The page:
IdaCorp Pinches Pennies for Execsby Ken Dey
Idaho Statesman, April 13, 2004
Lean 2003 means no pay raises, bonuses
The fallout from the energy crisis continues to be felt in the paychecks of executives at the holding company for Idaho Power Co.
In 2003, IdaCorp's top six executives didn't receive pay increases, and they all failed to qualify for bonuses under the company's executive compensation plan, according to the company's annual proxy statement filed Monday with the Securities and Exchange Commission.
The company's board of directors said it made the decision to freeze salaries because the company has had a couple of difficult years financially following record earnings in 2000 and 2001 at the height of the energy crisis.
The executives also failed to qualify for bonuses because the company earned only $46.6 million for the year, well below the $68.4 million minimum the board said would be required to receive bonuses.
The salary of CEO Jan Packwood remained at $580,000 for 2003. Packwood was also granted $203,000 in restricted stock for the year, the same amount he was granted in 2002, bringing his total compensation to just under $800,000.
This is the second year that executives have failed to receive a bonus, but last year Packwood and others declined bonuses voluntarily due to the firm's financial woes and declining stock price.
Last year Packwood turned down a $290,000 bonus.
"What you're seeing is a reflection of the fact that for two years running, the company has understood it's been a challenging time for customers and shareowners, and during such time it's inappropriate to increase executive compensation," company spokesman Jeff Beaman said Monday.
Beaman said the majority of IdaCorp employees also didn't receive pay increases in 2003.
Jim Bellessa, an analyst with D.A. Davidson Co. in Great Falls, Mont., said the board was right not to raise salaries.
"The company didn't do very well over the year," he said. "And over a couple years period, we've had to watch the stock price drop from a high in the upper 40s to a low in the 20s."
Bellessa said it also was a wise move by the company to remain conservative on its salaries given Idaho Power's request, now pending before the Idaho Public Utilities Commission, to raise rates by an average of 14 percent.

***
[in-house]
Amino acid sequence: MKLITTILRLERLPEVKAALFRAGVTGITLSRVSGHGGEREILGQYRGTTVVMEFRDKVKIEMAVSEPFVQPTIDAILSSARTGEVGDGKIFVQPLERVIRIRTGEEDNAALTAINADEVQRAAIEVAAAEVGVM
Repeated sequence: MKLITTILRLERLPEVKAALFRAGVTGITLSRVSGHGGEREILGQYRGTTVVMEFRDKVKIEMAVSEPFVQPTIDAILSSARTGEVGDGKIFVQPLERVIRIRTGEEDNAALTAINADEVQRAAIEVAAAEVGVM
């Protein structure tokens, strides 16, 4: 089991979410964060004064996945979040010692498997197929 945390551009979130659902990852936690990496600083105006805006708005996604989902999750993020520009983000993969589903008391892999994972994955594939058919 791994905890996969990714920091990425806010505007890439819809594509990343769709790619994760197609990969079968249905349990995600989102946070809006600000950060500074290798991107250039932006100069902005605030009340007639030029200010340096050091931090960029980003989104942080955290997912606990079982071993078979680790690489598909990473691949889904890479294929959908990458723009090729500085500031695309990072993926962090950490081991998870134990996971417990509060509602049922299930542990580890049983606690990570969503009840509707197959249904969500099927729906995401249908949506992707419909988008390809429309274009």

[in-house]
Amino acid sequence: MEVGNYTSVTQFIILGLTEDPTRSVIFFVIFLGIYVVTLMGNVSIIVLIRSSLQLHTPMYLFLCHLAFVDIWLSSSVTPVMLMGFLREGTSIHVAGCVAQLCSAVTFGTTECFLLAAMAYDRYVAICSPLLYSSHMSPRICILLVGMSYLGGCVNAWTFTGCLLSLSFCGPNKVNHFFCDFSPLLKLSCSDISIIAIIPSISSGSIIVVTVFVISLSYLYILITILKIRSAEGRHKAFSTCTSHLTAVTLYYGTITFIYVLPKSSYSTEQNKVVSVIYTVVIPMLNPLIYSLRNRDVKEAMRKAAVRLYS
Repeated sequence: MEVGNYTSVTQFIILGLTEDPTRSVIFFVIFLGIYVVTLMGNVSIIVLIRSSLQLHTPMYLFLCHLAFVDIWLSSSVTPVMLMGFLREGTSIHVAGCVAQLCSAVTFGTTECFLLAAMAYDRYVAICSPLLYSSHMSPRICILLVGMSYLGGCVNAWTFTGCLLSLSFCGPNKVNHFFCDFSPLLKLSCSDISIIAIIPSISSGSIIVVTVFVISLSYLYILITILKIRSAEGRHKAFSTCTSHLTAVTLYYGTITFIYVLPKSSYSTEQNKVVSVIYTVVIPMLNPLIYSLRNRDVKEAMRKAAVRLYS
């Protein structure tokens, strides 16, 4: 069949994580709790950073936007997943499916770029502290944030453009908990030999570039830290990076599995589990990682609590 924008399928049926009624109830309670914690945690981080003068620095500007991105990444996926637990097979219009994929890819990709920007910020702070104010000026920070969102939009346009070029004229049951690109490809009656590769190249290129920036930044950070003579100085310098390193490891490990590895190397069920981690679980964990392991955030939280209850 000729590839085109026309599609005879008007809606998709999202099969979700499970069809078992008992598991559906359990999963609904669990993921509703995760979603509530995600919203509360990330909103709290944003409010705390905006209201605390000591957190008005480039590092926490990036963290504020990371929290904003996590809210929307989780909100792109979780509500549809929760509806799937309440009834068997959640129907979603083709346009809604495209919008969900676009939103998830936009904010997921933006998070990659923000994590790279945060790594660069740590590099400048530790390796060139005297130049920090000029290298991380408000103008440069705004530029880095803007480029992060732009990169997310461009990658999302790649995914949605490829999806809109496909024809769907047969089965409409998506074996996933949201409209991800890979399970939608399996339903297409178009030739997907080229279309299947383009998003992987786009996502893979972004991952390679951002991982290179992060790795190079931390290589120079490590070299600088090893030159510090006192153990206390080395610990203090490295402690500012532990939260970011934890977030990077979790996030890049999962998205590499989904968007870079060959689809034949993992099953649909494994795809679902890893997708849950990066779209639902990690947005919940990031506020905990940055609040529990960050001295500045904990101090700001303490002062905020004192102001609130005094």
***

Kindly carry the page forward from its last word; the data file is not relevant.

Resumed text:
The company initially requested a 17.7 percent increase, but revised that increase downward in late March after adjusting for some changes in salary and pension expenses.
"They don't want to be showing themselves off as being greedy managers who are raking in the dough while asking rate payers to pay more," Bellessa said.
But he said the firm's poor performance wasn't just the fault of the executives.
The drought has sapped the company's ability to generate power from its hydropower dams, forcing it to buy more expensive power on the wholesale market.
In 2003, it also completed its exit from the energy trading business by shuttering IdaCorp Energy, the unregulated subsidiary that brought in record revenues during the California energy crisis.
At the height of the energy crisis, IdaCorp reported revenues that topped $5 billion, but in 2003 IdaCorp reported only $823 million for total revenue.
The drop in revenue and earnings also led the board of directors to cut the dividend last fall from $1.86 a share to $1.20 a share, the first dividend cut in 14 years.
In February Packwood told analysts that the company expects the situation to improve in 2004 if it receives what he called much needed rate relief and if the water situation improves.
But just four months into the new year, those two things may be in question. The company is awaiting the Idaho Public Utilities Commission decision on whether to approve an average 14 percent increase in electricity rates.
IdaCorp's six executives received no bonuses or salary increases for 2003. Here's each executive's salary, with the value of restricted stock award in parentheses:
- Jan Packwood, president, CEO, $580,000, ($203,000).
- J. LaMont Keen, Idaho Power president and COO, $350,000, ($105,000).
- James Miller, Idaho Power senior vice president for Delivery, $250,000, ($62,500).
- Robert Stahman, general counsel and secretary, $200,000, ($50,000).
- Darrel Anderson, chief financial officer, $185,000, ($55,500).
- A. Bryan Kearney, chief information officer, $183,000, ($45,750).
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